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. The algorithm makes one comparison on each e&ecution of the loop. to n ) . i@.2.. The operation to be e&ecuted most often is for loop. . @ n-.hS . Therefore we get the following sum for +9n:2 +9n: @ X .F: 66(etermines the value of the largest element in a given array 66Input 2 An array AEA. and n-. do if AEiF S ma&val *a&val ßAEiF return ma&val Input Si/e here is the array n./%N 20111 +onsider the problem of finding the value of the largest element in a list of n numbers. Program< \includeBstdio.F of real numbers 66'utput2 The value of the largest element in A *a&val ß AEAF for i ß . n-. ∈ Θ9n:.n-. The following is a pseudocode of a standard algorithm for solving the problem. which is repeated for each value of the loop.s variable i within the bounds between . There are two operations in the loops body2 • +omparison AEiFSma&val • Assignment ma&val ßAEiF 7hich of these two operations must we consider basic operation< +omparison is e&ecuted on each repetition of the loop and not assignment ?et us denote +9n: the number of lines this comparison is e&ecuted. Algorithm *a&!lement 9AEA.n-. Assume the list is implemented as array. Write an algorithm for finding ma8imum element of an array perform bestF 6orst and a erage $ase $omple8ity 6ith appropriate order notations..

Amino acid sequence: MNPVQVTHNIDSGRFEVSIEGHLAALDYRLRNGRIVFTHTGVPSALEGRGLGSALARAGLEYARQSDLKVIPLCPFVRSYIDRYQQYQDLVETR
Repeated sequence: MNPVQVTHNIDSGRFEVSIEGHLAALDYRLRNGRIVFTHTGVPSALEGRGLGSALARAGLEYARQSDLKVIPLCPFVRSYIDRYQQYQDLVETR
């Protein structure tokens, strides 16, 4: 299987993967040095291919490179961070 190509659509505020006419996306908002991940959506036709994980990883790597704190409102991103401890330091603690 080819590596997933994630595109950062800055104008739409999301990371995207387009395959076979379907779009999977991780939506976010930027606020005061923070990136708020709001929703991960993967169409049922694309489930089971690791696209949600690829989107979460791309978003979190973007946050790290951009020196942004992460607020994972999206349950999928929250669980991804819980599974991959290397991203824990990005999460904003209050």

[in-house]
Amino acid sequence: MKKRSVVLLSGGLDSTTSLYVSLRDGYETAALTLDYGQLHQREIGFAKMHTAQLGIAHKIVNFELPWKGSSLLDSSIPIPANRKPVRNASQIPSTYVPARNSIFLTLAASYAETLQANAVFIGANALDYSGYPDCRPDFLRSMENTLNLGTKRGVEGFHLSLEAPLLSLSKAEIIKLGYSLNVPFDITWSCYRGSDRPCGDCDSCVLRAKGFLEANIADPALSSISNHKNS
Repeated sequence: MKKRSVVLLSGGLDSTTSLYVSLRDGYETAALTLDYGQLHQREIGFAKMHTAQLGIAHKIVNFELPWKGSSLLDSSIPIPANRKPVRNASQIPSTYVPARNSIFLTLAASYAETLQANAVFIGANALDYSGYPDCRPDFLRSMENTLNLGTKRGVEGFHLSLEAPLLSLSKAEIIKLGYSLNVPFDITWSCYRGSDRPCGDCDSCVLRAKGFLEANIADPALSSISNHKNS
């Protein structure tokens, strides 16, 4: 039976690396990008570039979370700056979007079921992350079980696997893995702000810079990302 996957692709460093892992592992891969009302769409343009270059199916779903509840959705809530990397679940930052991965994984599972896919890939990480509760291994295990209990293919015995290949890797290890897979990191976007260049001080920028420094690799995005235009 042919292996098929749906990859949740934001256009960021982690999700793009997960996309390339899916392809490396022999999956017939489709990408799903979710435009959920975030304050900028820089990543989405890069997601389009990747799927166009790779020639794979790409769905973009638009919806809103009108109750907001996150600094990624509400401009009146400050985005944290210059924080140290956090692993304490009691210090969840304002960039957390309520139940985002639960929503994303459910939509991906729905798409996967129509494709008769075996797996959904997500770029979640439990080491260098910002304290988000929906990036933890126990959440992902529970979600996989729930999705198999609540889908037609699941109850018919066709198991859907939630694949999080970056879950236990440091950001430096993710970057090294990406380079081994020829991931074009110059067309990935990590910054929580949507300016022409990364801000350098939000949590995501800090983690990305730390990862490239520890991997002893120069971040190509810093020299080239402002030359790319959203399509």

PO G0 int ma&val @ aEAF0 for 9i @ A0 i B .6n to be in each place..6n D =Z99n-. which is O(n) as well 9lim to infinity is 1/e * n:.A0 iDD: C if 9aEiF S ma&val: C ma&val @ aEiF0 G 3eturn ma&val G printf 9J*a&imum element in an array 2 ^d_nJ. O.the number n has probability . then the e&pected number of iterations for this part is . ==. o This totals in O(n) average time solution. =PO.:6n:`=6n D . To find the average case . 78plain .AF @ C . 4. MM.:6n:`9n-=:6n .A. OA. 1raph theory is the study of the properties . .eometri$ problems in detail.D7* 2011 H /%N 20121 1raph and geometric problems have been studied by computer science researchers using the framework of analysis of algorithms. ma&val:0 return A0 G ?est $ase< 4est case .:6n:6n D P Z 99n-. o o The above formula yields an ugly formula which is O(n) o The last element is going to be checked if the first n-. we can split the problem into two parts2 EA.n-.raph and . D 9n-. Worst *ase< 7orst case .finding the ma& element as the first 9'9.. ]. A erage *ase< o o o The tricky part is the average case.int main 9: C int i0 int aE.:2 Since on average 9assuming uniform independent distribution for each element: . elements did not contain the value n2 so you need to add to the above n* ((n-1)/n)^(n-1).we need the e&pected number of iterationsY Since you can stop after you find the ma&imum. PA.: Z 99n-.::.it is the last element checked 9O(n):. =A.